They are active every day. Some of the group joined Marcus in learning some Muy Thai, some joined Feli for yoga — it seemed that the buzz of energy and action was all around them. It’s hard to imagine how they do it all.
We settled in together in a quiet bamboo pagoda next to a huge Buddha statue out in the garden. In the coworking space nearby, barefoot and sandle-footed nomads worked away in the open air. Leaves rustled in the breeze, and birds chirped. It felt like quite an idyllic work setting. Though, as nomads ourselves: we may be biased.
There were sixteen participants in this camp, and today was the final day in the series. It had been a blast! Marcus and Feli were all smiles — or perhaps that’s just their regular state.
When we complimented them on their coolness, they had their origins to thank.
“When we made the decision (which was not very easy) to quit our jobs, I think it released a lot in our soul.”
I mean, let’s face it: Marcus and Feli have an aura of major coolness. They look cool, they act cool, and they do really cool stuff. When Ashley mused about where that coolness came from, Marcus had an interesting observation.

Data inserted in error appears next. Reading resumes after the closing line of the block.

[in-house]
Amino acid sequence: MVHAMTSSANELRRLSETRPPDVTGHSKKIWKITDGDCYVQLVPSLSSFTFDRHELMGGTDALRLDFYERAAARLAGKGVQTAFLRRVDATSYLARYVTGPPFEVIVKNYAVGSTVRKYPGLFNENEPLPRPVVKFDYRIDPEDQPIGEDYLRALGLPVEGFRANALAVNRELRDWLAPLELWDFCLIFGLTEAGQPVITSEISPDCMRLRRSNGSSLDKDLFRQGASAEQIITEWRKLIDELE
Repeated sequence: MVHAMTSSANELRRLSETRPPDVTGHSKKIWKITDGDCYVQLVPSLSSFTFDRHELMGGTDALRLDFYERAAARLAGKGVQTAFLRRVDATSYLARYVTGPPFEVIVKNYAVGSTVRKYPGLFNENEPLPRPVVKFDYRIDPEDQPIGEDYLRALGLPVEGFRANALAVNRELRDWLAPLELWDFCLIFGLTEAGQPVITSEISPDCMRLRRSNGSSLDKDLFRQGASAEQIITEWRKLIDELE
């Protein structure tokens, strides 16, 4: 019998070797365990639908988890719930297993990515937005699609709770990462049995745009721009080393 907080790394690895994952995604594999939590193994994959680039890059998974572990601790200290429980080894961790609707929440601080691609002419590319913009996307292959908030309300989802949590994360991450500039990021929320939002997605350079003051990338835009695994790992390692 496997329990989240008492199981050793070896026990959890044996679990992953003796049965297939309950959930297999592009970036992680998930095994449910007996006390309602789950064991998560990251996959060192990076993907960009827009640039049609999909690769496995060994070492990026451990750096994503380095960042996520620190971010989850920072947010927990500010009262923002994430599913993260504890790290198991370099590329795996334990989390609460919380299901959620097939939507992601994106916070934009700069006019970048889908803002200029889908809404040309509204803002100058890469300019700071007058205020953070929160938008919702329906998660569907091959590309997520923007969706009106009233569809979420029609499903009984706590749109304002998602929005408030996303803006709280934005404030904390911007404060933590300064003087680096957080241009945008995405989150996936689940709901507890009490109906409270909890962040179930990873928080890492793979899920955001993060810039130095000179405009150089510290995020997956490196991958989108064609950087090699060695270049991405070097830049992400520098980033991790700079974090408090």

“It’s hard to remember where things were three years ago, but I think we were already in a good, positive mood and good, positive vibe because we worked very hard in the corporate world — 9-to-5 jobs — and finally, when we made the decision (which was not very easy) to quit our jobs, I think it released a lot in our soul.”
It really shows: when in the presence of these two, there’s an electric excitement about what’s possible. It turns out that the excitement isn’t just a vibe; they have some really inspiring thoughts about human potential in today’s world.
We may have found the reason for those contagious smiles, too.
Marcus explained, “When we started out three and a half years ago, we were so caught by the entrepreneurial fire to release all our creativity that we were just happy and smiling and sitting at the laptop all day… it was just so great.”
Marcus shared thoughts on empowering people.
“Being an entrepreneur gives us the tools and the powers to change something.”
Marcus shared some observations about nomad entrepreneurs, and how we’re in a unique position to help people: